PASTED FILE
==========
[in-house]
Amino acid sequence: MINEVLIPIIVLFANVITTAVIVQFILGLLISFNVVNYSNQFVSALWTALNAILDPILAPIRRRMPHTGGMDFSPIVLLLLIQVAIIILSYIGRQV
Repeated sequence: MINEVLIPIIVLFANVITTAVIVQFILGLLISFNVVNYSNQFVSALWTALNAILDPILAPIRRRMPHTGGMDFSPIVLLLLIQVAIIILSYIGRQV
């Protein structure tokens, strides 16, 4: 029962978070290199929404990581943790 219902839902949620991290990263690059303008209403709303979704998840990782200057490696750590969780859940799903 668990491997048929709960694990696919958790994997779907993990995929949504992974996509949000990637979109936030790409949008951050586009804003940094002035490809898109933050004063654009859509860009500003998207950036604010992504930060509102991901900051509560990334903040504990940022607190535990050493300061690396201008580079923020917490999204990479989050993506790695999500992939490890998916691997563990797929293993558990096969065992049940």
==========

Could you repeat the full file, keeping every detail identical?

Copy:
[in-house]
Amino acid sequence: MINEVLIPIIVLFANVITTAVIVQFILGLLISFNVVNYSNQFVSALWTALNAILDPILAPIRRRMPHTGGMDFSPIVLLLLIQVAIIILSYIGRQV
Repeated sequence: MINEVLIPIIVLFANVITTAVIVQFILGLLISFNVVNYSNQFVSALWTALNAILDPILAPIRRRMPHTGGMDFSPIVLLLLIQVAIIILSYIGRQV
């Protein structure tokens, strides 16, 4: 029962978070290199929404990581943790 219902839902949620991290990263690059303008209403709303979704998840990782200057490696750590969780859940799903 668990491997048929709960694990696919958790994997779907993990995929949504992974996509949000990637979109936030790409949008951050586009804003940094002035490809898109933050004063654009859509860009500003998207950036604010992504930060509102991901900051509560990334903040504990940022607190535990050493300061690396201008580079923020917490999204990479989050993506790695999500992939490890998916691997563990797929293993558990096969065992049940």